Seattle’s commute has proved horrendous for a while, but what are we doing about it? And how can we make it better?
According to an October 2017, GeekWire article, Seattle has the sixth longest average commute time, at 54.22 minutes – and, believe it or not, that number has actually reduced from an earlier February figure from King5. Though we’re still behind cities like Washington, CD, San Francisco, CA and New York, NY, the figure in minutes is only about a 6-minute difference. According to that same article, however, Seattle falls to number 17 in commute-related stress.
While vehicle transit makes up a large majority of Seattle’s average commuter, there are tons of other options coming down the pipeline.
One of the largest options in the newspapers are the Light Rail Expansions, and although it’s not settled to be “complete” (as per current projects) until 2039 for its furthest reaching, Tacoma expansion, and projects headway can be seen across the I-90 bridge and 2041 for the Kirkland-Issaquah service.
It seems a far in the future, but the 62 new miles, coming in at 116 miles total, of light rail is projected as one of the “most ambitious transit expansions this country has ever seen,” noted Snohomish County Executive, Dave Somers.
King County Metro has spoke about expanding bus service and boosting their late-night schedules. With 240 more trips each weekday, 100 more Saturday trips, 153 additional Sunday trips and the hiring of more than 2,800 transit operators, the metro system is confident to bolster service throughout the region.
Water Taxis are making a comeback as new options come to light. A fast-ferry has also been proposed for foot-traffic between Tacoma and Seattle. According to Curbed-Seattle, Tacoma’s City Councilor, Ryan Mello, there’s “a lot of regional interest” in the idea, but regulation bars them on a state level, leaving it up to the local governments to run with the idea. If this were to take effect, it could reduce the averaged 30-minute commute by 10-minutes.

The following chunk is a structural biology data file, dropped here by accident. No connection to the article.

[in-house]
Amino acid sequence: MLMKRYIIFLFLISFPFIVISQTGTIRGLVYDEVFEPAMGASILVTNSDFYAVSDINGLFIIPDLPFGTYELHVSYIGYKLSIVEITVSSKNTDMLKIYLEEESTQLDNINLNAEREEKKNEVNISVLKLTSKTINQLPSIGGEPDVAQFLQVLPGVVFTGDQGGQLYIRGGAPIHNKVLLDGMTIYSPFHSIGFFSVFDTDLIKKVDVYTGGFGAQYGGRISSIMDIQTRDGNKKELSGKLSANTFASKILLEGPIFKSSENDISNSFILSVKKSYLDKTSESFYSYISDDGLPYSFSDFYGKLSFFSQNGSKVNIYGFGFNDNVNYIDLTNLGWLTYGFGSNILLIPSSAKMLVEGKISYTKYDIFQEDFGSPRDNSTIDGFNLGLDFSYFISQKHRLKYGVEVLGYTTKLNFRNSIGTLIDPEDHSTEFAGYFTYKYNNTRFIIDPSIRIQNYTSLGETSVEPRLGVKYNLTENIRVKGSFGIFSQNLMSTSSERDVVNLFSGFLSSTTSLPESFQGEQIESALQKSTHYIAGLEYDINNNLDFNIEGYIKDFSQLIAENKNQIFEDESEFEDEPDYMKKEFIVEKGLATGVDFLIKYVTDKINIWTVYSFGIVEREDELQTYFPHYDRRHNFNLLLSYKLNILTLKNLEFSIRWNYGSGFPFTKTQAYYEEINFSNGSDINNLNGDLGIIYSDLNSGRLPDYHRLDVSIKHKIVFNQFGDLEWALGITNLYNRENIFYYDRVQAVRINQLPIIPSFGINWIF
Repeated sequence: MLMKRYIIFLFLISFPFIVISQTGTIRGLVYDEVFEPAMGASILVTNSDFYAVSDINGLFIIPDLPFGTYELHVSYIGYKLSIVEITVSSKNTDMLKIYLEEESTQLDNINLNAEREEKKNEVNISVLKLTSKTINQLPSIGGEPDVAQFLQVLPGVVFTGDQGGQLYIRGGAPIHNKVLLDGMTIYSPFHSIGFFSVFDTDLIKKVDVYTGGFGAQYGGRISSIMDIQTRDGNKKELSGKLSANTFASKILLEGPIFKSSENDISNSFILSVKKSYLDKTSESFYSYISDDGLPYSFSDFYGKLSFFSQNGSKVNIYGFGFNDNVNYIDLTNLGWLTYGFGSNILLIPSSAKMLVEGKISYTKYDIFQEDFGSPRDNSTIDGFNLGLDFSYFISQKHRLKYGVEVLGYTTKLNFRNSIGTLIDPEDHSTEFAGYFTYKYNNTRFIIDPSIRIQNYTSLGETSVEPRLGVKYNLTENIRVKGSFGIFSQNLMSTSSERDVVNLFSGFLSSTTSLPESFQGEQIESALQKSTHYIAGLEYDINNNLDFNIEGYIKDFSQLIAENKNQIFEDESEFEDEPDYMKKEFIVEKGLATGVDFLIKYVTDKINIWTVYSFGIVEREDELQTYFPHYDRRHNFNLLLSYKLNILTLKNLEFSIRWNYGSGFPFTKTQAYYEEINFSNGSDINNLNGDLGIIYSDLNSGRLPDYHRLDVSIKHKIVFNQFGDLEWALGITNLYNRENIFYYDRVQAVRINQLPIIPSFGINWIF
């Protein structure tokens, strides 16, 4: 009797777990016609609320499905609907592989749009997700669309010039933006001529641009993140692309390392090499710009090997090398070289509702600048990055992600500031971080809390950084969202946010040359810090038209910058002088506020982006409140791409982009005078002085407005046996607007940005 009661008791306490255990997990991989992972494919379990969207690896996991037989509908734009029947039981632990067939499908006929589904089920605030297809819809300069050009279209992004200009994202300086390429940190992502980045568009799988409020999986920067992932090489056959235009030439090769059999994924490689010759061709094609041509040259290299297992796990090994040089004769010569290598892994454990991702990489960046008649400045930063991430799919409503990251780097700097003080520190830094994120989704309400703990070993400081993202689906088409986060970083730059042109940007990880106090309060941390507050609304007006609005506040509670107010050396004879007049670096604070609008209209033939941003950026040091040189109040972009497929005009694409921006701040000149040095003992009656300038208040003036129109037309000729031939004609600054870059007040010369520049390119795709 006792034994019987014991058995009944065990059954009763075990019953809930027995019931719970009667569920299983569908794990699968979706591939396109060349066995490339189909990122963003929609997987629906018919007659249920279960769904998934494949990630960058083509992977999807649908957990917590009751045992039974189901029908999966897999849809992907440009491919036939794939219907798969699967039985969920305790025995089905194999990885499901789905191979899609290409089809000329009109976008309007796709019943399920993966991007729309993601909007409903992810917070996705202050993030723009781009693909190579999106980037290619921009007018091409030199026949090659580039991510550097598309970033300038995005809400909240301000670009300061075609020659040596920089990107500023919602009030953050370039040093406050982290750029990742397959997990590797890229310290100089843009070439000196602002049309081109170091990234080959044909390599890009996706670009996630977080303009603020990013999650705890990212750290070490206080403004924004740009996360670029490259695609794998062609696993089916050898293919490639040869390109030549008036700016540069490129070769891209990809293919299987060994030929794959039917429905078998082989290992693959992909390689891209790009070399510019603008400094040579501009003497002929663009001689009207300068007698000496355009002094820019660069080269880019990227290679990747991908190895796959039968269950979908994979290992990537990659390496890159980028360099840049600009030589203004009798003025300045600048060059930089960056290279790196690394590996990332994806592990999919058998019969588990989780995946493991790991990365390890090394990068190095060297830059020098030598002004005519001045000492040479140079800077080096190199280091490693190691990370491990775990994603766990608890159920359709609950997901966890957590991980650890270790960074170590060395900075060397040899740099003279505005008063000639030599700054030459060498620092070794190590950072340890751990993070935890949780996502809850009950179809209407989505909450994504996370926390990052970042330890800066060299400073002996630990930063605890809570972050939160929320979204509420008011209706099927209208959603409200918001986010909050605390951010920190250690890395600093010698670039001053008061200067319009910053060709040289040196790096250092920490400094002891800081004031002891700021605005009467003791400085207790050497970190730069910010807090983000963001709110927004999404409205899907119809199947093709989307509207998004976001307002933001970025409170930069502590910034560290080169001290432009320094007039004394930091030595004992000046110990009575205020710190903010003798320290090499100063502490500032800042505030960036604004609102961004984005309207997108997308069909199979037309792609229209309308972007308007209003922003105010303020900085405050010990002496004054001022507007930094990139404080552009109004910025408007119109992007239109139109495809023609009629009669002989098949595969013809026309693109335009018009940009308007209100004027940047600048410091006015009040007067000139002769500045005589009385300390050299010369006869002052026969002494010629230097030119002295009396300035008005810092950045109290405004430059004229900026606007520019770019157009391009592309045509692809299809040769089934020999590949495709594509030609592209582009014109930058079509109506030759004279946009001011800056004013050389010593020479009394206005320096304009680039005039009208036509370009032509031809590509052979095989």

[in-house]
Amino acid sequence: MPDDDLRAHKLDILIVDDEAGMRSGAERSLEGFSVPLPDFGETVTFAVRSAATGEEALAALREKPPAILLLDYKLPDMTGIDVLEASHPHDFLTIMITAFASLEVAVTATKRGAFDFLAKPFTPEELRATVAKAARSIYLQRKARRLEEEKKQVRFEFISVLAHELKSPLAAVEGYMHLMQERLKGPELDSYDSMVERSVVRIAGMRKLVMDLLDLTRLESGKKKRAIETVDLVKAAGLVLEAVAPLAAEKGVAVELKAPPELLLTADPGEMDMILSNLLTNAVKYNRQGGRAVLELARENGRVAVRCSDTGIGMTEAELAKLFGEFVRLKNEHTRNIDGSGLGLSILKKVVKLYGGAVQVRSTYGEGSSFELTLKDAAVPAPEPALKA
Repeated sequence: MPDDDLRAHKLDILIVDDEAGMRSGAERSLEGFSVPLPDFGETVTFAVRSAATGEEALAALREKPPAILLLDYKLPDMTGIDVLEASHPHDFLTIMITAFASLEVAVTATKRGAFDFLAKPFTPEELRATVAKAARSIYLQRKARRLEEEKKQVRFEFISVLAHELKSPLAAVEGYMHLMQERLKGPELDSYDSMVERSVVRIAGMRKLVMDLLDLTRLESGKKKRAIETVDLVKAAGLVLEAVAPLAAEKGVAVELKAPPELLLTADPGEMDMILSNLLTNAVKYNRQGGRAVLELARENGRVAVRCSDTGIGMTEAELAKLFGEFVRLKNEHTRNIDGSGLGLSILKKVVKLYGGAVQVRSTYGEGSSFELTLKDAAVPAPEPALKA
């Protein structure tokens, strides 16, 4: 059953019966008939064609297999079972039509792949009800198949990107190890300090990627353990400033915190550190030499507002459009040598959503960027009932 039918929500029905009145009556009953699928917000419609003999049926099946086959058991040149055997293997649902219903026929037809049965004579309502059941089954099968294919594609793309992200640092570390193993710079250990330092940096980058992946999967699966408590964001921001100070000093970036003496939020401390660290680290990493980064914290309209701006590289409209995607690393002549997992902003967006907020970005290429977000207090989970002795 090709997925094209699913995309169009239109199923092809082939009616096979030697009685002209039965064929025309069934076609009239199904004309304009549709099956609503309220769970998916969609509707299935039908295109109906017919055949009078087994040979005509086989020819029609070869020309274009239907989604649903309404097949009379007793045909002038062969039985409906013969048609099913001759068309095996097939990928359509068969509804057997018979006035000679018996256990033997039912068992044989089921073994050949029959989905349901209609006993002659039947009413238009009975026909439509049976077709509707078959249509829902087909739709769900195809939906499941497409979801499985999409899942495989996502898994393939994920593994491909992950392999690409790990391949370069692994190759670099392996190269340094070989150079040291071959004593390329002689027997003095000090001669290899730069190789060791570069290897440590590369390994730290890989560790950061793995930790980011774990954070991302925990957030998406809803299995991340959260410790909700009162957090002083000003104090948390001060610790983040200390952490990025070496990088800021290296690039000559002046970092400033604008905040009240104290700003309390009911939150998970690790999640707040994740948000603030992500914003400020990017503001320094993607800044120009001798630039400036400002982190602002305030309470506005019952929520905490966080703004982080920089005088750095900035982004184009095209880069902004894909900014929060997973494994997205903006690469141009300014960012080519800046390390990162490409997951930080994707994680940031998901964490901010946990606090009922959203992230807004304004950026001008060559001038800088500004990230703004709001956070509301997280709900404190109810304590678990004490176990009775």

Another fast-ferry could be on it’s way, connecting Seattle to Renton, Washington, via Lake Washington. Though this is the idea of a private developer, they hope to be up and running in 2020 – only a couple short years away!
Since so many other land-routes are clogged and bogged-down throughout the day, and especially during peak hours, water seems like the right way to go about reducing congestion.
Seattle’s Bicycle Master Plan was also implemented earlier this year (2017). The 2017-2021 plan, is a vision that bicycle riding throughout the region proves comfortable for people’s day-to-day life, for all ages and all abilities. Stay up to date on the Bike Master Plan page.
Ferries, buses, biking… they’re all the usual, but a huge way you can cut your commute in the meantime is to rideshare. Whether through private organizations or with your best buds, this is a great way for you to take advantage of perks, like cutting fuel cost and consumption, cheaper parking, use HOV/HOT lanes and avoid extraneous wear and tear on your vehicle.
Bottom line, many major metropolises are bearing a heavy burden, when it comes to its workers’ commute. Some drive times expanding 17-miles could take up to 90-minutes – or longer – in some cases. Something many agree on, is that solutions lie in data and technology, and “not necessarily in adding a big highway or building a big parking garage.”
What do you think about these potential or up and coming options? How drastically do you think they’ll reduce and relieve the average commute? Know of any more options? Let us know in the comments!